New feature being planted at Rising Sun Country Park

Coun John Stirling (centre) with members of the Rising Sun Country Park Friends Group and Loraine Sweeney, centre coordinator (right).
Coun John Stirling (centre) with members of the Rising Sun Country Park Friends Group and Loraine Sweeney, centre coordinator (right).

Work to create a bluebell wood at a nature reserve is under way.

The Rising Sun Country Park Friends Group and the local community are working with North Tyneside Council to create the bluebell wood at the reserve in Benton.

Initially, 1,700 native English bluebell bulbs are being planted as well as 1,000 snowdrops and aconites to prolong the flowering time in the woodland. Disabled young people from Leonard Cheshire’s Can Do project have also helped with the planting.

It is the first phase of the project and the Friends hope to be able to secure enough support to plant tens of thousands of bulbs so they can establish a full bluebell wood.

Native English bluebells have been sourced as opposed to Spanish bluebells which can be invasive and could impact on the ecological balance of the park.

The Friends Group is keen to involve the wider community, including children from local schools, in future planting. Anyone who would like to be involved or give a donation towards this project should email risingsun@northtyne side.gov.uk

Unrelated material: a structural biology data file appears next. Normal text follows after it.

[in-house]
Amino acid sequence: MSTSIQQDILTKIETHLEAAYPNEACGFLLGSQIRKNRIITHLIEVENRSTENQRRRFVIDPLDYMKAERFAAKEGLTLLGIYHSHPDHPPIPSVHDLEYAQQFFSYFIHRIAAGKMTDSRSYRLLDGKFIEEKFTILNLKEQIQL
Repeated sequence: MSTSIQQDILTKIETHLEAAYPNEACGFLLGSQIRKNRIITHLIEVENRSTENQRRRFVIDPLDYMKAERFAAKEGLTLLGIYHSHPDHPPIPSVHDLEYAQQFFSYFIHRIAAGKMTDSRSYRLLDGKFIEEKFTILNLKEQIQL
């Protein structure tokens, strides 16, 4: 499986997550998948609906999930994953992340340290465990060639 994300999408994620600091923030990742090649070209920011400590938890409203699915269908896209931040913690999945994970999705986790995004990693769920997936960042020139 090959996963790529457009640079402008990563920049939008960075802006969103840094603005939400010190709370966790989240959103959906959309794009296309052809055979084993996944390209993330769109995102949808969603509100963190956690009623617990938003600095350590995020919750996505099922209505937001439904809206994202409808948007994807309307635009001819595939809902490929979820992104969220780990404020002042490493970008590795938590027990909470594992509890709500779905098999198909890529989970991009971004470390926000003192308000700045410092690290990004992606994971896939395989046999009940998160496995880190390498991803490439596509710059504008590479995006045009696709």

Keith Page, secretary of the Rising Sun Friends, said: “It’s a really exciting project which will involve the whole community and will be of benefit to future generations. Everybody appreciates an established bluebell wood in May when they are in full bloom.”

Coun John Stirling, cabinet member for the environment, said: “This is a wonderful way for the community to make a difference in the wider country park.”

“It is great to see so many people enjoying working together to establish bluebells in the woodland, which along with snowdrops and aconites will form a beautiful woodland carpet from January to May each year.”